LETTER:Water conservation

I read with interest the article about Sequim landowners opposing the piping of irrigation ditches as part of a water conservation effort for the Dungeness River.

In the late summer of 1987, while working for the Jamestown S’Klallam Tribe, I personally measured water flows in the Dungeness River and the irrigation system to understand why salmon could not make it up the river to spawn.

At times, over 80 percent of the river was being withdrawn to feed hundreds of miles of leaky irrigation ditches.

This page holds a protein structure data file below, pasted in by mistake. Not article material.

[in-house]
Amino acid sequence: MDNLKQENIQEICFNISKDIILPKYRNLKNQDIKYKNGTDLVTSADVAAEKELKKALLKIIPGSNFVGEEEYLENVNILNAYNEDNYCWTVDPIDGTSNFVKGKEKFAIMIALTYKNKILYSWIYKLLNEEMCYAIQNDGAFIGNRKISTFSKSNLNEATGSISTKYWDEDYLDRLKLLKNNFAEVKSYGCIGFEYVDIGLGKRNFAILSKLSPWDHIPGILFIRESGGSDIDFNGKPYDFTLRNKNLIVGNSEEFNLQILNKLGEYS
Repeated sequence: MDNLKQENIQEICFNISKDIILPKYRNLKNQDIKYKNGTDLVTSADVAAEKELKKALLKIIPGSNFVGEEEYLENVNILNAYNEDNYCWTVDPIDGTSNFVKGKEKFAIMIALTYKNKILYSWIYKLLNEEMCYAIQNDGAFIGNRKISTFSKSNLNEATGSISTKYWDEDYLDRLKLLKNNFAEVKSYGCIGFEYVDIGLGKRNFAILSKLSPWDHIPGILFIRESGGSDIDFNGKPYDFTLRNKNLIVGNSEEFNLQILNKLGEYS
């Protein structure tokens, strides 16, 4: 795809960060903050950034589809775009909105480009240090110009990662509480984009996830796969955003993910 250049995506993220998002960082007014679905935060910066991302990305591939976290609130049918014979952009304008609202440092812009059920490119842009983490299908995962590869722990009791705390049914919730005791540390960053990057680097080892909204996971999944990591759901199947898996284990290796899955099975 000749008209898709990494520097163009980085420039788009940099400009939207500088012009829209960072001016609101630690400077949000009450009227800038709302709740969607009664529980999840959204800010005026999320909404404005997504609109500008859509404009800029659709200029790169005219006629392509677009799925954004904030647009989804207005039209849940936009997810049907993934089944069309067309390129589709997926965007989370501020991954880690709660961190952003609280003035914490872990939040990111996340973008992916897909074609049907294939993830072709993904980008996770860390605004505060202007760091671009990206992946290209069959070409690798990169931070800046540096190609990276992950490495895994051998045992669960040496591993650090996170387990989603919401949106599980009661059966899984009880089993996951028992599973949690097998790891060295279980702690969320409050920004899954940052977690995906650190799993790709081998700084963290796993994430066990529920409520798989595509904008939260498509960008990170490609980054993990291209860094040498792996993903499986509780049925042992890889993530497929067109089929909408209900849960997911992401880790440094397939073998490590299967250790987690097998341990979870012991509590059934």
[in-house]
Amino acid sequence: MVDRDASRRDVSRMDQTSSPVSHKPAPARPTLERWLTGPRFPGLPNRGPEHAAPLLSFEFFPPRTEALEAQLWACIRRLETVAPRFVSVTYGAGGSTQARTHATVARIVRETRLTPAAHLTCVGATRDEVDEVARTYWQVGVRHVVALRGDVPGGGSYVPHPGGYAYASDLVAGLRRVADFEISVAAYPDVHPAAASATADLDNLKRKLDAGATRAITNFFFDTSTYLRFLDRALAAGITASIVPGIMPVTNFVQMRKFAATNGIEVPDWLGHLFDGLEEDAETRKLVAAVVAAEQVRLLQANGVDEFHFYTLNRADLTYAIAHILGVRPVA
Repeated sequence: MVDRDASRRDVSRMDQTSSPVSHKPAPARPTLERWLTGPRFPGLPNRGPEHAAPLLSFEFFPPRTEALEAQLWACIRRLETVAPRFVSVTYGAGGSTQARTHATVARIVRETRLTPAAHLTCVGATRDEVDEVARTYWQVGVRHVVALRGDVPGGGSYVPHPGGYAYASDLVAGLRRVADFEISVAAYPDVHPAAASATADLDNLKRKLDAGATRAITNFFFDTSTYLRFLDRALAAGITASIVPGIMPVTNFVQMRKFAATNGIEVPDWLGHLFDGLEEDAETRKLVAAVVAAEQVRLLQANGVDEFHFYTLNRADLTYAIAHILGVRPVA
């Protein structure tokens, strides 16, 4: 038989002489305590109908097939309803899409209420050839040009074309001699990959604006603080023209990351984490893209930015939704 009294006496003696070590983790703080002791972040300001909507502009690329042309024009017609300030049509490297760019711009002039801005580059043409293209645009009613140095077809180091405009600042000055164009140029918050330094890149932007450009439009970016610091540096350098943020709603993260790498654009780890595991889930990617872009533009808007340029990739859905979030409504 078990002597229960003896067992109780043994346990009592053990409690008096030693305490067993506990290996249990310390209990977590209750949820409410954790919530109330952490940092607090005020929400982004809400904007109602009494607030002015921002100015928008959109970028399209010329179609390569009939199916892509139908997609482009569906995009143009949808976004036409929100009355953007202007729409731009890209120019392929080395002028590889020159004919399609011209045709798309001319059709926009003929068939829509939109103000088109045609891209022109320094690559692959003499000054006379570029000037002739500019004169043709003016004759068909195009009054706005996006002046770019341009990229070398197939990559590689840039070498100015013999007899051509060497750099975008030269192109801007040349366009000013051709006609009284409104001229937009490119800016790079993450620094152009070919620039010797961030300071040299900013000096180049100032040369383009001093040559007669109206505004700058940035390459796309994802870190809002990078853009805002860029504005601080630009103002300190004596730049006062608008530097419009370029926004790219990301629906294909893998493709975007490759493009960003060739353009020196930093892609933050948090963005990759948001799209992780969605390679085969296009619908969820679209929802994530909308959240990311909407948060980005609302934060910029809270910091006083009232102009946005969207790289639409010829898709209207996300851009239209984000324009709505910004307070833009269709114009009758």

The tribe and the Dungeness Water Users Association sought cooperative solutions that would enable both fish and farms to survive in the Sequim-Dungeness Valley.

Water conservation efforts, many of them focused on piping ditches, have resulted in significantly higher summer stream flows in the Dungeness River.

When Puget Sound Chinook salmon were listed under the Federal Endangered Species Act in 1999 this local cooperative effort was already well underway and became part of the recovery plan.

Some of the remaining open irrigation ditches are attractive amenities for adjacent property owners, but they drain the life’s blood of water for endangered salmon, as well as collecting polluted runoff from upstream development.

It is my hope that opponents of piping these ditches will cooperate with the Clallam Conservation District and local farmers, and join the effort to promote water conservation for Dungeness salmon.

Ann Seiter